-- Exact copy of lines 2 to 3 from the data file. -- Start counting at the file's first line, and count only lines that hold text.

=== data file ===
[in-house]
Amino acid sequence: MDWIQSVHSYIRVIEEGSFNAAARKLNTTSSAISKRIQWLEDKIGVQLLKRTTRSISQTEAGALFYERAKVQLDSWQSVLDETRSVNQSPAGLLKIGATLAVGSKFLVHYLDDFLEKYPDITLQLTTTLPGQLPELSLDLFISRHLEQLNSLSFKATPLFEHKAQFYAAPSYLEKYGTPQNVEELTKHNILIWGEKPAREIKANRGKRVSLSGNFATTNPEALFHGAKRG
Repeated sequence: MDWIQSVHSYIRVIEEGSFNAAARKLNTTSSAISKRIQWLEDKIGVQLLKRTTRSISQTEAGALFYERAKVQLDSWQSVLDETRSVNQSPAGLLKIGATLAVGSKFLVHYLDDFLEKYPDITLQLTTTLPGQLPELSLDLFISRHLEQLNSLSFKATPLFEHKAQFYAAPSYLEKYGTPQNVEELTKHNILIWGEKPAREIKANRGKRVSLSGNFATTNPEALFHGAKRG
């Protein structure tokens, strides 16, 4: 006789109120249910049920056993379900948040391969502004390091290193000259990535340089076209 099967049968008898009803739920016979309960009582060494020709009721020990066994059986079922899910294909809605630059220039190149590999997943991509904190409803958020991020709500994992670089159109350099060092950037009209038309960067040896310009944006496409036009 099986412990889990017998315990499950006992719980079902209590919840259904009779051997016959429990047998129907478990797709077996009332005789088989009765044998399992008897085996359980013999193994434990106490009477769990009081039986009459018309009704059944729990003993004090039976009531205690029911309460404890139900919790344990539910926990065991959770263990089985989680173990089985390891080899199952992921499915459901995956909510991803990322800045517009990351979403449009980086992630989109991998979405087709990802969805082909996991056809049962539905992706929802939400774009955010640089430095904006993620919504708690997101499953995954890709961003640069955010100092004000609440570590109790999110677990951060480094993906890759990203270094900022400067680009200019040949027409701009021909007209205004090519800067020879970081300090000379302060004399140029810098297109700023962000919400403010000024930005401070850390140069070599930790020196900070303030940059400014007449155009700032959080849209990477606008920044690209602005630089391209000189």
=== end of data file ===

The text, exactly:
Amino acid sequence: MDWIQSVHSYIRVIEEGSFNAAARKLNTTSSAISKRIQWLEDKIGVQLLKRTTRSISQTEAGALFYERAKVQLDSWQSVLDETRSVNQSPAGLLKIGATLAVGSKFLVHYLDDFLEKYPDITLQLTTTLPGQLPELSLDLFISRHLEQLNSLSFKATPLFEHKAQFYAAPSYLEKYGTPQNVEELTKHNILIWGEKPAREIKANRGKRVSLSGNFATTNPEALFHGAKRG
Repeated sequence: MDWIQSVHSYIRVIEEGSFNAAARKLNTTSSAISKRIQWLEDKIGVQLLKRTTRSISQTEAGALFYERAKVQLDSWQSVLDETRSVNQSPAGLLKIGATLAVGSKFLVHYLDDFLEKYPDITLQLTTTLPGQLPELSLDLFISRHLEQLNSLSFKATPLFEHKAQFYAAPSYLEKYGTPQNVEELTKHNILIWGEKPAREIKANRGKRVSLSGNFATTNPEALFHGAKRG